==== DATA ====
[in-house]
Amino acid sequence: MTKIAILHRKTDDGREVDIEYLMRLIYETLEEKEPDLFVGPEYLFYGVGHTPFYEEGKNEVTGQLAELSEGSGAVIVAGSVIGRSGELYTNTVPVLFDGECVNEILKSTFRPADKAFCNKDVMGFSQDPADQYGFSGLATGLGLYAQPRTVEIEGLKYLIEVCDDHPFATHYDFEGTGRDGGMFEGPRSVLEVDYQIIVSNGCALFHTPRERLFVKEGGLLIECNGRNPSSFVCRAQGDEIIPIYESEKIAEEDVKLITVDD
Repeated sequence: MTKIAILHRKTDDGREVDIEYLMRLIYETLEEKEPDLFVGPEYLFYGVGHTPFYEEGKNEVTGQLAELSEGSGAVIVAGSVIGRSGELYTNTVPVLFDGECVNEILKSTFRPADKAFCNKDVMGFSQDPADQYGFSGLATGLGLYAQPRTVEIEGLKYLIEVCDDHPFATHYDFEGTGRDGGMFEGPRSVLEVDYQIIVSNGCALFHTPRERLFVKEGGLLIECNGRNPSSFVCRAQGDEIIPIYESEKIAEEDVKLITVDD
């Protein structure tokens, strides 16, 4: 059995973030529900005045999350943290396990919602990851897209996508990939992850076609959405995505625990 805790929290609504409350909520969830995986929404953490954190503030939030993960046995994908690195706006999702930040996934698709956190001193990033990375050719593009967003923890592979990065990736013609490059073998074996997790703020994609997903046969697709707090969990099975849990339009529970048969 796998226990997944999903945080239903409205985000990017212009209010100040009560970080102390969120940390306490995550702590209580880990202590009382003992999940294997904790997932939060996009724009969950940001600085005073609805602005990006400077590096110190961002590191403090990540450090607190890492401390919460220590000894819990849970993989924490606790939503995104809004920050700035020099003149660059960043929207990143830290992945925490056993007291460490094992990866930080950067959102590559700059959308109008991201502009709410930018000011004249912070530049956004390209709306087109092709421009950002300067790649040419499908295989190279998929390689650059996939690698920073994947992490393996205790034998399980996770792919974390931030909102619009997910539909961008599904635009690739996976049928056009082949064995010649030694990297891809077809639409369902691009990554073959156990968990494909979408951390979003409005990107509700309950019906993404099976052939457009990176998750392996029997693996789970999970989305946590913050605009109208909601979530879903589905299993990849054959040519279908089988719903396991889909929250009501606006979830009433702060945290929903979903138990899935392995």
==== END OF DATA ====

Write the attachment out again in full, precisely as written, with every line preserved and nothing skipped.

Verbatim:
[in-house]
Amino acid sequence: MTKIAILHRKTDDGREVDIEYLMRLIYETLEEKEPDLFVGPEYLFYGVGHTPFYEEGKNEVTGQLAELSEGSGAVIVAGSVIGRSGELYTNTVPVLFDGECVNEILKSTFRPADKAFCNKDVMGFSQDPADQYGFSGLATGLGLYAQPRTVEIEGLKYLIEVCDDHPFATHYDFEGTGRDGGMFEGPRSVLEVDYQIIVSNGCALFHTPRERLFVKEGGLLIECNGRNPSSFVCRAQGDEIIPIYESEKIAEEDVKLITVDD
Repeated sequence: MTKIAILHRKTDDGREVDIEYLMRLIYETLEEKEPDLFVGPEYLFYGVGHTPFYEEGKNEVTGQLAELSEGSGAVIVAGSVIGRSGELYTNTVPVLFDGECVNEILKSTFRPADKAFCNKDVMGFSQDPADQYGFSGLATGLGLYAQPRTVEIEGLKYLIEVCDDHPFATHYDFEGTGRDGGMFEGPRSVLEVDYQIIVSNGCALFHTPRERLFVKEGGLLIECNGRNPSSFVCRAQGDEIIPIYESEKIAEEDVKLITVDD
């Protein structure tokens, strides 16, 4: 059995973030529900005045999350943290396990919602990851897209996508990939992850076609959405995505625990 805790929290609504409350909520969830995986929404953490954190503030939030993960046995994908690195706006999702930040996934698709956190001193990033990375050719593009967003923890592979990065990736013609490059073998074996997790703020994609997903046969697709707090969990099975849990339009529970048969 796998226990997944999903945080239903409205985000990017212009209010100040009560970080102390969120940390306490995550702590209580880990202590009382003992999940294997904790997932939060996009724009969950940001600085005073609805602005990006400077590096110190961002590191403090990540450090607190890492401390919460220590000894819990849970993989924490606790939503995104809004920050700035020099003149660059960043929207990143830290992945925490056993007291460490094992990866930080950067959102590559700059959308109008991201502009709410930018000011004249912070530049956004390209709306087109092709421009950002300067790649040419499908295989190279998929390689650059996939690698920073994947992490393996205790034998399980996770792919974390931030909102619009997910539909961008599904635009690739996976049928056009082949064995010649030694990297891809077809639409369902691009990554073959156990968990494909979408951390979003409005990107509700309950019906993404099976052939457009990176998750392996029997693996789970999970989305946590913050605009109208909601979530879903589905299993990849054959040519279908089988719903396991889909929250009501606006979830009433702060945290929903979903138990899935392995």